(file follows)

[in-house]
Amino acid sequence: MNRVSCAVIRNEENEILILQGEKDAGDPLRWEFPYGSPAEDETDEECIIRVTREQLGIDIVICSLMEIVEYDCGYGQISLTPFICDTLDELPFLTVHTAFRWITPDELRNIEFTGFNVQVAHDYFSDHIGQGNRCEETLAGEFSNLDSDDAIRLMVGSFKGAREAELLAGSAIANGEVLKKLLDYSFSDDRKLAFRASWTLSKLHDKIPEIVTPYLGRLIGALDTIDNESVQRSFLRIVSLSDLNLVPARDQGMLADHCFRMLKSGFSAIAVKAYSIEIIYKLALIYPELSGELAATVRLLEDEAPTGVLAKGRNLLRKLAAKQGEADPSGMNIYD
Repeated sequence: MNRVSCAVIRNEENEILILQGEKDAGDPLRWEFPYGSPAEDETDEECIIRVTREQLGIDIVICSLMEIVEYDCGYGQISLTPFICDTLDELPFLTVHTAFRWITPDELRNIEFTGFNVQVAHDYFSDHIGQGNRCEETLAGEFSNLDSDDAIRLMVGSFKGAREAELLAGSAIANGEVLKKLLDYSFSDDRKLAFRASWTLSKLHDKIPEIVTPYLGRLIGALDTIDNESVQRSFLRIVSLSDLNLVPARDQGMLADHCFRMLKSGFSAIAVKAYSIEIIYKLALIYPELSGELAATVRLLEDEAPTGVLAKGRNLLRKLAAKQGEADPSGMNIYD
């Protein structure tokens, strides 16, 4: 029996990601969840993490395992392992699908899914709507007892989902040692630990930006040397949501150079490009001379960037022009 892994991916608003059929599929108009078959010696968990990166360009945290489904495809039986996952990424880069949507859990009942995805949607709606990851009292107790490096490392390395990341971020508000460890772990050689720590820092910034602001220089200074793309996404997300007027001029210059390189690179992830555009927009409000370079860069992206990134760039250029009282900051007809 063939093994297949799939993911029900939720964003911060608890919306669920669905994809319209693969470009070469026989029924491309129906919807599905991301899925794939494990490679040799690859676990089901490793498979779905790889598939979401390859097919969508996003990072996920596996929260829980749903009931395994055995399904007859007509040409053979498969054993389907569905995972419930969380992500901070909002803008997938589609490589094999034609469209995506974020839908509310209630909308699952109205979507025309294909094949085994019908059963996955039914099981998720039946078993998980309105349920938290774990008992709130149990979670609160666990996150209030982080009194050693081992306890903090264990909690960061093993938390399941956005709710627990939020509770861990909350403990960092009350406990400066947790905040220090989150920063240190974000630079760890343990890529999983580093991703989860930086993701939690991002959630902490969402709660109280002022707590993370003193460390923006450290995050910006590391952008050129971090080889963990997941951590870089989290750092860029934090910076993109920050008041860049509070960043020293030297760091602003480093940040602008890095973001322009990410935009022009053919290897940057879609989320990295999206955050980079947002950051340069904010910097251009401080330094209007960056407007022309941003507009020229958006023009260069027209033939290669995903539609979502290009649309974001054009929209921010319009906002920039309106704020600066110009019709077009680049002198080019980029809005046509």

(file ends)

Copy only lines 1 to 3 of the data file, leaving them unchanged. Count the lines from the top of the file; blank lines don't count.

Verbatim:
[in-house]
Amino acid sequence: MNRVSCAVIRNEENEILILQGEKDAGDPLRWEFPYGSPAEDETDEECIIRVTREQLGIDIVICSLMEIVEYDCGYGQISLTPFICDTLDELPFLTVHTAFRWITPDELRNIEFTGFNVQVAHDYFSDHIGQGNRCEETLAGEFSNLDSDDAIRLMVGSFKGAREAELLAGSAIANGEVLKKLLDYSFSDDRKLAFRASWTLSKLHDKIPEIVTPYLGRLIGALDTIDNESVQRSFLRIVSLSDLNLVPARDQGMLADHCFRMLKSGFSAIAVKAYSIEIIYKLALIYPELSGELAATVRLLEDEAPTGVLAKGRNLLRKLAAKQGEADPSGMNIYD
Repeated sequence: MNRVSCAVIRNEENEILILQGEKDAGDPLRWEFPYGSPAEDETDEECIIRVTREQLGIDIVICSLMEIVEYDCGYGQISLTPFICDTLDELPFLTVHTAFRWITPDELRNIEFTGFNVQVAHDYFSDHIGQGNRCEETLAGEFSNLDSDDAIRLMVGSFKGAREAELLAGSAIANGEVLKKLLDYSFSDDRKLAFRASWTLSKLHDKIPEIVTPYLGRLIGALDTIDNESVQRSFLRIVSLSDLNLVPARDQGMLADHCFRMLKSGFSAIAVKAYSIEIIYKLALIYPELSGELAATVRLLEDEAPTGVLAKGRNLLRKLAAKQGEADPSGMNIYD